From Dear Abby Columns-
An elderly woman who lived alone had suffered a stroke and became depressed. Her daughter suggested she adopt an adult dog from her local shelter and reports, “This has been one of the best decisions I have ever made. We walk every day, my depression is beginning to wane, and I have met my neighbors. Please encourage others to adopt- not only will they be saving the life of an animal, but he may also wind up saving theirs.”
Pairing senior dogs with senior citizens saves the lives of pets that may ordinarily get passed up. In most cases, these older dogs are housebroken, leash trained, calm and eager for love and attention. – Ken Cohn, DVM.
Common Sense Rules-
Tempting as they are, puppies are lots of work. Of course they take constant training, which takes lots of time. If you work fulltime, a puppy may not be the best option for a pet. The last thing you want to do is become frustrated with the pup, creating a nervous, shy dog.
Beautiful and brilliant, Border Collies require daily periods of exercise. Be sure you have plenty of time for working with him if you choose one for a companion. This is true of other herding class dogs such as Catahoula, Texas Blue Lacy, and Australian Cattle dogs. A bored herding dog is unhappy and can become destructive as a result.
Terrier = lots of activity. Enough said.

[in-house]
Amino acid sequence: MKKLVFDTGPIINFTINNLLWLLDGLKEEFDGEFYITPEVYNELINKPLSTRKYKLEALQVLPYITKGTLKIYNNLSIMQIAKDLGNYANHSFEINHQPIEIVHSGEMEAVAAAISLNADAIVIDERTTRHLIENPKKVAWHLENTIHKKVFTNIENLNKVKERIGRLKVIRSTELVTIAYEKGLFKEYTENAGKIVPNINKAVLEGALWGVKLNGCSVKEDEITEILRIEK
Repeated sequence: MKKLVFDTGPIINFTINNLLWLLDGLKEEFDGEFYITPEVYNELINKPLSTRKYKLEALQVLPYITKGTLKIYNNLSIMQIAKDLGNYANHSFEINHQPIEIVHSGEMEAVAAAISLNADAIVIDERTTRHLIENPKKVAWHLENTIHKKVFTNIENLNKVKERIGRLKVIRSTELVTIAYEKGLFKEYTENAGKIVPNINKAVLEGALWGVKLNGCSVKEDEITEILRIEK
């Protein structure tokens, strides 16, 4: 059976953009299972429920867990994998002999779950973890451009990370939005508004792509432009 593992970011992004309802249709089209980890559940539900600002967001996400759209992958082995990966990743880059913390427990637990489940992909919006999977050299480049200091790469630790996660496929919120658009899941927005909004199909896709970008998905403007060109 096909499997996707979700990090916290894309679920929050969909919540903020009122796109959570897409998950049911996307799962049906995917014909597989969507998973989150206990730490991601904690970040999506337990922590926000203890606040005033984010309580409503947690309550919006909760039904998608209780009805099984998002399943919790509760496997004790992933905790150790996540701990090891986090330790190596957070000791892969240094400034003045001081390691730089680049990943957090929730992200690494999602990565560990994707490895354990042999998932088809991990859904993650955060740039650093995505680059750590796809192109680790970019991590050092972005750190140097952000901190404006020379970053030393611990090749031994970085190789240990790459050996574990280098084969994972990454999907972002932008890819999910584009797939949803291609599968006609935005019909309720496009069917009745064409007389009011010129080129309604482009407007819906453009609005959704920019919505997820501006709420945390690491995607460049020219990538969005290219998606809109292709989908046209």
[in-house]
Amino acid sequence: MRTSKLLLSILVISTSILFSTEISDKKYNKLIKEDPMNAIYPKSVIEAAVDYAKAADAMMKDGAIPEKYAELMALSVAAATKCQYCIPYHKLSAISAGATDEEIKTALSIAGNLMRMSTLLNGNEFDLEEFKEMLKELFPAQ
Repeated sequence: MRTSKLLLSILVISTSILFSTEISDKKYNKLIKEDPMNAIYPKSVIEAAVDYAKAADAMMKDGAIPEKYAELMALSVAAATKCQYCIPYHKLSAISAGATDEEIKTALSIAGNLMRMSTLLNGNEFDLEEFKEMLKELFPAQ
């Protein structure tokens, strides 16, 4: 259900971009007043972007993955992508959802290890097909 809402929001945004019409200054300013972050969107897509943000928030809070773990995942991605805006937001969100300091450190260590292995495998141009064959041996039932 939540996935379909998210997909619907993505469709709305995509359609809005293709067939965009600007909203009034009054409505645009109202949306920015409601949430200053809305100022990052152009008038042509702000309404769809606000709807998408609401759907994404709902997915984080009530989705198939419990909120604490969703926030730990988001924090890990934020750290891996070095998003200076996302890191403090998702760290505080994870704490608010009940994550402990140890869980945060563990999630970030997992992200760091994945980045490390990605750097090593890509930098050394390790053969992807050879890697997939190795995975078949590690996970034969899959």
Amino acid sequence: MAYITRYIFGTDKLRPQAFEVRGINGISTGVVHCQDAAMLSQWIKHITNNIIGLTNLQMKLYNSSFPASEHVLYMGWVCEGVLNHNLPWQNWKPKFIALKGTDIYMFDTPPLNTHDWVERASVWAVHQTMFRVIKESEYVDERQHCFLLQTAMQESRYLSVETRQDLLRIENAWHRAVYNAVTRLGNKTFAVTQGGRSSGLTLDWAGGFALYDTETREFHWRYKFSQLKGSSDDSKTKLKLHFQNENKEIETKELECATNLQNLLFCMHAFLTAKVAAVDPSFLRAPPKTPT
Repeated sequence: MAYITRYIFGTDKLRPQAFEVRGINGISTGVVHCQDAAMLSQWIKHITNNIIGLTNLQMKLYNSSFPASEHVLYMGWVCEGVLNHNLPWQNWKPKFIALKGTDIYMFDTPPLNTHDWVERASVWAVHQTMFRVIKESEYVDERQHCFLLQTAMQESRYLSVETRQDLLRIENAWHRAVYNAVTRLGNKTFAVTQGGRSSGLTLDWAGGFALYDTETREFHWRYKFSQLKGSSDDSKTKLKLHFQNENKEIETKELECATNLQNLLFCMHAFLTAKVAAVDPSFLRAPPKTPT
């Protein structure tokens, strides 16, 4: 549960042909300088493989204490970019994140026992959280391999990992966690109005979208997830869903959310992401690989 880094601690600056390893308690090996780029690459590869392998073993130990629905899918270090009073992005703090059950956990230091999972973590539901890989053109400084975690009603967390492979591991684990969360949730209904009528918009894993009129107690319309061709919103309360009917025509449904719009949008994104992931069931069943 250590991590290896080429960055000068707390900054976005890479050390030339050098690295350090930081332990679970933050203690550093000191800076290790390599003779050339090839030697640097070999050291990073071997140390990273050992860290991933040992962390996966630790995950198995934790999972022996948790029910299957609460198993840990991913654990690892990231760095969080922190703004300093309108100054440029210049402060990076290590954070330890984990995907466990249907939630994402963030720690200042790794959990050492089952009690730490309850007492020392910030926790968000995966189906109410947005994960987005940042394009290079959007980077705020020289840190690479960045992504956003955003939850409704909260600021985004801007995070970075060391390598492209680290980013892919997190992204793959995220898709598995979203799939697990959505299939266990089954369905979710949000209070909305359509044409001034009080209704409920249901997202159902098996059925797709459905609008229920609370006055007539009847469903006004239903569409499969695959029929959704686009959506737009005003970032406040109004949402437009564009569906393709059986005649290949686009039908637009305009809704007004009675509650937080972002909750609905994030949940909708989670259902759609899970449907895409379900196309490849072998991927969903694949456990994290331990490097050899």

Choosing a dog for a breed may not always work out like planned. Some purebred dogs may not act or look typical for their breed. For example, some that are typically known to be aggressive can be the sweetest lovable dogs and those that are known to be calmer can be aggressive. What you see on the outside does not always reflect the “true” gene on the inside. It all has to do with the dog’s ancestry. Whatever the outcome, this is a living creature brought to us by Our Creator. Love and compassion is the answer in case the dog you’ve chosen does not turn out to be what you envisioned.
Cross/Mixed breeds tend to have a more moderate appearance than a purebred dog. Their temperament and personality traits are more “middle of the road” making them better fit for the average household. These dogs also tend to be healthier because the risk of a possible defective gene is minimized. The only disadvantage is that their trait characteristics can be unpredictable as a result of the blending of different genes from each parent.
Purebreds are selectively bred with each dog having specific traits. These may include physical traits such as coat, color, and size as well as desired temperament and behavioral patterns. Their traits are typically more predictable than those of a mixed breed. Some purebreds have more health issues than a cross or mixed bred dog. Also, purebreds should not be guaranteed to develop the trait they were bred for such as hunting or working breeds.
Whichever dog you chose, understand that every dog has its own personality. It is up to you, the owner to be respectful of the individuality of your pet. They depend upon you for guidance, leadership, protection, and well-being. Proper training, patience and love will go a long way in obtaining a mutual respect and years of rewarding companionship.